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Scott County urges the Met Council to suspend its new transportation plan; wants more highways, claims unfair procedures

The update has raised some alarms in the far suburbs because it signals a departure from the Twin Cities’ long-held focus on building new roads to accommodate growth at the metro edge.

If there’s a suburban revolt under way against the latest metro area transportation plan, it hasn’t yet fully erupted. The plan, which anticipates big cuts in freeway expansion on the metro edge in the coming decades, passed the Metropolitan Council’s transportation committee without a peep of opposition on Monday and could pass the full council today despite back-channel objections from Scott County.

The update has raised some alarms in the far suburbs because it signals a departure from the Twin Cities’ long-held focus on building new roads to accommodate growth at the metro edge. New priorities call for squeezing more capacity from existing freeways and adding toll lanes while encouraging shorter trips and alternative modes of travel, especially transit. The policy shift reflects a major lack of funding for new roads (a $40 billion shortfall over 20 years) as well as a changing real estate market, one that anticipates more infill development and less outward expansion in the decades ahead.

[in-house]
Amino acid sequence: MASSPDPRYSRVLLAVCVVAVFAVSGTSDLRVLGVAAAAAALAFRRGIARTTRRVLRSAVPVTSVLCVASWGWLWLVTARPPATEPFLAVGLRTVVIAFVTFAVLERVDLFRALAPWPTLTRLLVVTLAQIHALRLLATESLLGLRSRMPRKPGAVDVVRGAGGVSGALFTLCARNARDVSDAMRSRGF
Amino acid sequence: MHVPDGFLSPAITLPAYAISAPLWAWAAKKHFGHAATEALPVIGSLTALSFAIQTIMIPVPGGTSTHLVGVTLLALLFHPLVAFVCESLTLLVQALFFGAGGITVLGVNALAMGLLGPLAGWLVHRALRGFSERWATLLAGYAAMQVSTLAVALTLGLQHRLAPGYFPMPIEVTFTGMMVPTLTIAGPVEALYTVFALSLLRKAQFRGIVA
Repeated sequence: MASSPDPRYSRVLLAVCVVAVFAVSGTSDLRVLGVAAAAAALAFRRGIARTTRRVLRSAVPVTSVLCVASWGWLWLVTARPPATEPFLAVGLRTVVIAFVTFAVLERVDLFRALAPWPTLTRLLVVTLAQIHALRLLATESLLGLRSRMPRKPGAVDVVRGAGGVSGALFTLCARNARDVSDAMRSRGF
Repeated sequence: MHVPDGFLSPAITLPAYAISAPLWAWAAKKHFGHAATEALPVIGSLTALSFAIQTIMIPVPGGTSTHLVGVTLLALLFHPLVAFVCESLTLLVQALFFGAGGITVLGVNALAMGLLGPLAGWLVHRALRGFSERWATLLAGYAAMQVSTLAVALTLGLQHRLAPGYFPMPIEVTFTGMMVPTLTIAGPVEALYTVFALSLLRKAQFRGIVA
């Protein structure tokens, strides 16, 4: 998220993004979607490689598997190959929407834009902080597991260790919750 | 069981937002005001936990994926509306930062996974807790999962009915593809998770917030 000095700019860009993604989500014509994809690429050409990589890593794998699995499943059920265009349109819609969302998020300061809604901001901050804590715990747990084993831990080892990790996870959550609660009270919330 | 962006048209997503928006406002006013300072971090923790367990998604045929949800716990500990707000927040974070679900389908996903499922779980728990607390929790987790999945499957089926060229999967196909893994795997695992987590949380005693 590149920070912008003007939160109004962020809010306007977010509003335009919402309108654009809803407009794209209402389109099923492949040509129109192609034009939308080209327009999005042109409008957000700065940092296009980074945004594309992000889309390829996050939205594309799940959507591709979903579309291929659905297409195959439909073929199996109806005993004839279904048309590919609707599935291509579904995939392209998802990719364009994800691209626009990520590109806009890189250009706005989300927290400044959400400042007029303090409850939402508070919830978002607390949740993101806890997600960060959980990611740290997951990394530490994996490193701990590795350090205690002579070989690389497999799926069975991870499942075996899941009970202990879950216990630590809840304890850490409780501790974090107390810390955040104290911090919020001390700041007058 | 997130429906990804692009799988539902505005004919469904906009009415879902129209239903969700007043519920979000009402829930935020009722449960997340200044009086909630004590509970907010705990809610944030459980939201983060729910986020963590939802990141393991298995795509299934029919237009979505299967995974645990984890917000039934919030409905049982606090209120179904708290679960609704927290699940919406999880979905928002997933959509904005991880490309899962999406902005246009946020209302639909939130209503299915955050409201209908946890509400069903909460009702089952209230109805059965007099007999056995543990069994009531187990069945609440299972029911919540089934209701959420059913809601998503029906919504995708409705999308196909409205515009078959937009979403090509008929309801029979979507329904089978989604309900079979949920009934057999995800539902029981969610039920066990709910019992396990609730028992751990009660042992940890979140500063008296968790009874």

Anoka and Scott counties had expressed concern over the update because of its failure to anticipate roads to match the growth they had hoped for. But the only fallout so far has been an exchange of sharply worded letters between Scott County Attorney Patrick Ciliberto, who twice urged the Met Council to suspend its new plan, and Met Council Chairman Peter Bell, who denies any procedural errors and says the plan should go forward.

Ciliberto’s letters, dated Nov. 4 and Nov. 9, don’t address directly the county’s policy disagreement. Rather, they accuse the Met Council of violating legal procedures in preparing and advancing the updated plan. Ciliberto also seeks a formal apology for mistreatment to a Scott County commissioner. In denying any improper prodedure, Bell said that an apology is forthcoming to Commissioner Jon Ulrich for comments made by a Met Council staffer at a public meeting in October.

The Scott County Board met behind closed doors on Tuesday to discuss a possible lawsuit or other actions against the Council. County spokeswoman Lisa Kohner said that discussions will continue next week. Ciliberto did not return calls Tuesday.